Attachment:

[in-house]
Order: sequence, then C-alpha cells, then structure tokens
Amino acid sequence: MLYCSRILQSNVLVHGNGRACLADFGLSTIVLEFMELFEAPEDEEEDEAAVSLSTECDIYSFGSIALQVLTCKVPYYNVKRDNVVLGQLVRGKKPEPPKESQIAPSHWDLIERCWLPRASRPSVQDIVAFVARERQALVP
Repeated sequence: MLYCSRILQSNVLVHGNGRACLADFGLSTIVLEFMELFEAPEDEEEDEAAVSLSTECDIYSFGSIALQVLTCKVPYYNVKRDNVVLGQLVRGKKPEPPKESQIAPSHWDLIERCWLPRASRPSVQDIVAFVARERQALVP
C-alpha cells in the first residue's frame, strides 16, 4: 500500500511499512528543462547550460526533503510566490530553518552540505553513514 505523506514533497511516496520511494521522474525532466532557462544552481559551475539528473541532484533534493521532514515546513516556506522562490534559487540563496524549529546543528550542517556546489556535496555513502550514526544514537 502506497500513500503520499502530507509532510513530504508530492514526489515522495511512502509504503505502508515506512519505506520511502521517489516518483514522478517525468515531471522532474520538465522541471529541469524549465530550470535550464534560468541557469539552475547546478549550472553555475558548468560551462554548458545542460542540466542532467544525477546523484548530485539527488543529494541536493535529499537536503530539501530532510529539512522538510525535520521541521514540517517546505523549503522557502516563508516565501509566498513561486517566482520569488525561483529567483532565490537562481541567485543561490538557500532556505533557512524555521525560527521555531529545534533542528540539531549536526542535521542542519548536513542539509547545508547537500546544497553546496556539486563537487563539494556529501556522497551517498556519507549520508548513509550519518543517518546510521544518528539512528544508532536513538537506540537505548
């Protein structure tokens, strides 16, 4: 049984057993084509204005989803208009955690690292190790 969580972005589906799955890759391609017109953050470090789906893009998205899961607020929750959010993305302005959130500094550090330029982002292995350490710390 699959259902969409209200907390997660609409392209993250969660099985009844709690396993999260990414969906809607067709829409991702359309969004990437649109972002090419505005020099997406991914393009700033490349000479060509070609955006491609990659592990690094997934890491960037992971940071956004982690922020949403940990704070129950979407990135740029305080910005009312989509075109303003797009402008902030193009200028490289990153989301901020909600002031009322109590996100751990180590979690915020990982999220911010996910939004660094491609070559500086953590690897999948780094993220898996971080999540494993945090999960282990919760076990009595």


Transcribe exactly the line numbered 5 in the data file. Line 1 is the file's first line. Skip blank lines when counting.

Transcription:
C-alpha cells in the first residue's frame, strides 16, 4: 500500500511499512528543462547550460526533503510566490530553518552540505553513514 505523506514533497511516496520511494521522474525532466532557462544552481559551475539528473541532484533534493521532514515546513516556506522562490534559487540563496524549529546543528550542517556546489556535496555513502550514526544514537 502506497500513500503520499502530507509532510513530504508530492514526489515522495511512502509504503505502508515506512519505506520511502521517489516518483514522478517525468515531471522532474520538465522541471529541469524549465530550470535550464534560468541557469539552475547546478549550472553555475558548468560551462554548458545542460542540466542532467544525477546523484548530485539527488543529494541536493535529499537536503530539501530532510529539512522538510525535520521541521514540517517546505523549503522557502516563508516565501509566498513561486517566482520569488525561483529567483532565490537562481541567485543561490538557500532556505533557512524555521525560527521555531529545534533542528540539531549536526542535521542542519548536513542539509547545508547537500546544497553546496556539486563537487563539494556529501556522497551517498556519507549520508548513509550519518543517518546510521544518528539512528544508532536513538537506540537505548